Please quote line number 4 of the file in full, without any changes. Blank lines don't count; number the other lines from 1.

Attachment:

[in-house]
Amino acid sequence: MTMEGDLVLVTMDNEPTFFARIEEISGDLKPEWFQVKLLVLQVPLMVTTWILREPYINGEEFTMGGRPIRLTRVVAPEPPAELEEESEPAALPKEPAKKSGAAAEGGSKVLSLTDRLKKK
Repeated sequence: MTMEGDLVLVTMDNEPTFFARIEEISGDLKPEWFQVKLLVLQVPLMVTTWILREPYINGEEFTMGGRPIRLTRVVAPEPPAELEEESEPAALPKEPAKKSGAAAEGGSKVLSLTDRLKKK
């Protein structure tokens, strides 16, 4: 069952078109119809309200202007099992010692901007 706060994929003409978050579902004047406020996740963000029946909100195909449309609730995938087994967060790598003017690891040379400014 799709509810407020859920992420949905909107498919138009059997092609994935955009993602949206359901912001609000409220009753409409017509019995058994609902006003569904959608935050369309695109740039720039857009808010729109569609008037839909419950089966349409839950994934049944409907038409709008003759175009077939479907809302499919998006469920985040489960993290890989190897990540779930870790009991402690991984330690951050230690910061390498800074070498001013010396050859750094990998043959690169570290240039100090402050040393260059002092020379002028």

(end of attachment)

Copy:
């Protein structure tokens, strides 16, 4: 069952078109119809309200202007099992010692901007 706060994929003409978050579902004047406020996740963000029946909100195909449309609730995938087994967060790598003017690891040379400014 799709509810407020859920992420949905909107498919138009059997092609994935955009993602949206359901912001609000409220009753409409017509019995058994609902006003569904959608935050369309695109740039720039857009808010729109569609008037839909419950089966349409839950994934049944409907038409709008003759175009077939479907809302499919998006469920985040489960993290890989190897990540779930870790009991402690991984330690951050230690910061390498800074070498001013010396050859750094990998043959690169570290240039100090402050040393260059002092020379002028």